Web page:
Superconducting circuits are not useful only for building a universal quantum computer or exploring quantum optics, but also for example for studying light-harvesting models. In our recent paper A Potočnik et al., Nat. Commun. 9, 904 (2018) we have experimentally demonstrated how can superconducting circuits be used to study models of energy transport in disordered light-harvesting systems. With excellent control of system parameters we have successfully implemented a three site (three chlorophyll) model that have been theoretically predicted to show high energy transport efficiency in the presence of comparable quantum coherent and classical dephasing effects. Such artificial experimental method is very useful since these ideas are extremely difficult to test on biological photo-synthetic molecular systems due to their complexity and high disorder.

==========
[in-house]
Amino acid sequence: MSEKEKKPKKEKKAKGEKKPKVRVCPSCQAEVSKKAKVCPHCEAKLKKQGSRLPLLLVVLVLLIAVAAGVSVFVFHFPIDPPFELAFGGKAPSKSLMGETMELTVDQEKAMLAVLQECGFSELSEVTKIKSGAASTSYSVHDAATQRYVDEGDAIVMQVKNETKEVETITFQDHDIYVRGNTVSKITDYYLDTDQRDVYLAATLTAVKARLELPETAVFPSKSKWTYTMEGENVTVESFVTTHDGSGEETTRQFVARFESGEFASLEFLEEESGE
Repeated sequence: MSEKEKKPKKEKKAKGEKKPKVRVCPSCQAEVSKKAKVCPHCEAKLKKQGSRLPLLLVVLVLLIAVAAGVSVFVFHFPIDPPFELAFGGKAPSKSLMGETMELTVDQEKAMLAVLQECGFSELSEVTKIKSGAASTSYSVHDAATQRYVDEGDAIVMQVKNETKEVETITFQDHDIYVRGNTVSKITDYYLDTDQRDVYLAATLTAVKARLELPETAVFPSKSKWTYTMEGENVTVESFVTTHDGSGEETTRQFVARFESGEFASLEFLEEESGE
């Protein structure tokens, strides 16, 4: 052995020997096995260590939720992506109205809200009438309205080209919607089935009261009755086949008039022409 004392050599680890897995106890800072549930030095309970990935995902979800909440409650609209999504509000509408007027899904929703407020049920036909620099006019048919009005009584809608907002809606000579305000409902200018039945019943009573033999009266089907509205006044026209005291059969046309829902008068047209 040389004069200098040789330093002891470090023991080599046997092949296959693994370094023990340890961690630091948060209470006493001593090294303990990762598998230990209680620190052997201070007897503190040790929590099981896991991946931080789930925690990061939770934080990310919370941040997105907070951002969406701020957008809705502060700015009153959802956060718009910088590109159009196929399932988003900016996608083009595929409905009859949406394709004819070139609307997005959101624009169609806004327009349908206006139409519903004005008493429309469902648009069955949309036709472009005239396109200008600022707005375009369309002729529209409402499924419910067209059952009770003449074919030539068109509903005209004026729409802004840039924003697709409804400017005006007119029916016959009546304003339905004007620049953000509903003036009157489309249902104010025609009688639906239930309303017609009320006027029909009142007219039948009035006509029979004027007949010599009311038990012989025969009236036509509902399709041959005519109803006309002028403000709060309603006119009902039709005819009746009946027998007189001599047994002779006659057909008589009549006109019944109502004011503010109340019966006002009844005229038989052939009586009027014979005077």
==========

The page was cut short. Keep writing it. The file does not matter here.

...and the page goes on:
With the ability to engineer effective phononic environments we have also shown that fluctuating environment originating from the on-site chlorophyll vibrations can increase the energy transport even further when the characteristic phononic energy matches the energy difference between neighboring chlorophyll molecules. This observation is relevant not only for natural or artificial light-harvesting systems, but also for understanding the sense of smell (olfaction) in animals and humans.
Continue reading at ETH News: Exploring the secret of plants.